Catherine de’ Medici and Liver

Maybe it’s better that this recipe hasn’t made it to modern times, but this dish was a favorite of Catherine de’ Medici’s in her quest to just finally have some damn kids.

Catherine de’ Medici

Who? Married King Henry II of France, daughter of the powerful Florentine Medici family and great niece of Pope Leo X, mother of King Charles IX and Henry III (indirectly responsible for St. Bartholomew’s Day massacre of 1572, which killed thousands of French Protestants)
Lived: 1519 – 1589

Fun facts about Catherine de’Medici (and Henry II)

1. Had those so attractive protruding eyes characteristic of the Medici family, causing Henry II to be very disappointed when he lifted that veil
catherine
2. Henry II openly took mistresses during his marriage. His favorite mistress, Diane de Poitiers was 38 when he took her as his mistress at age 19. That’s not creepy at all, considering how she was his stand-in mother when he was exiled to Spain at age 7
220px-DianedePoitiers
(I can see how she won out)
3. Catherine’s position at court was precarious as she was a foreigner at the French court and technically, a commoner, albeit a rich one. Henry also allowed her no political influence as Queen, preferring to defer to his favorite mistress instead. This made her desperate to have children, which she didn’t have for ten years of marriage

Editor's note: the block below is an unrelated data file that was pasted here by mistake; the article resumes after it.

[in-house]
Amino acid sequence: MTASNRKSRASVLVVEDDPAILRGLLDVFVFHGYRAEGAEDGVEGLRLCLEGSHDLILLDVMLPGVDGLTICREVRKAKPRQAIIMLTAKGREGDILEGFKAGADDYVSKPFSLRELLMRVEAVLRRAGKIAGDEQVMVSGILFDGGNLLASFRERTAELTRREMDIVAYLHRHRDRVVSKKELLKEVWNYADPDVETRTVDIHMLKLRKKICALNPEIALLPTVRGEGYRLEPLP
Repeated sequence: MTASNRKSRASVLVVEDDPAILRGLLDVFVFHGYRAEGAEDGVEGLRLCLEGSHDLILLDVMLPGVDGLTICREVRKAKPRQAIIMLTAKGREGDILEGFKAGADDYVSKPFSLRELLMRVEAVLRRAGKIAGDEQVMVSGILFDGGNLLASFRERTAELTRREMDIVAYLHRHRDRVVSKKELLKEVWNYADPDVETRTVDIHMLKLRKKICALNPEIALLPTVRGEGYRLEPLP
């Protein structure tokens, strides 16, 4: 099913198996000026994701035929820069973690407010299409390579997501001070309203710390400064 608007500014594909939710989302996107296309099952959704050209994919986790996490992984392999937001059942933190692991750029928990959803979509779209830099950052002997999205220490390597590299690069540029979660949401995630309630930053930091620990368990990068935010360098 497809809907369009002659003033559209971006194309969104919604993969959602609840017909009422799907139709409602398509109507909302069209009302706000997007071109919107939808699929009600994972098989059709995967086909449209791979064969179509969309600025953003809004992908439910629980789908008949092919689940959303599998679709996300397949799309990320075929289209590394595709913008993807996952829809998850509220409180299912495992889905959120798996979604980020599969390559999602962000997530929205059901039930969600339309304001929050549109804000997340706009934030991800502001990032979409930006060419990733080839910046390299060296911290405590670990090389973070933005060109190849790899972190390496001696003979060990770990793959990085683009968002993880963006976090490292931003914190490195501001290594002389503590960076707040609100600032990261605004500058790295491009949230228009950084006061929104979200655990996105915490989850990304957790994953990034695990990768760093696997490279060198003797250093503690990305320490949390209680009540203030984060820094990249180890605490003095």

4. In that time period, she tried all sorts of medieval bullshit to conceive children including putting cow dung and ground up stags’ antlers on her vagina and drinking mule’s urine.
(In other news, another Medieval ritual that still persists today is the annual Easter beating of women in the Czech Republic, meant to ensure that women stay fertile and beautiful. No women escape this, “because it’s considered rude to leave women out, even if she’s 70”. #notTheOnion)

5. She probably owes her ability to finally bear children to a physician who noticed abnormalities in the couples’ sex organs (aka Henry II had a deformed penis). After that was fixed (or maybe through the miraculous help of all that animal dung), she had 8 children like a good childbearing Medieval cow. I mean woman.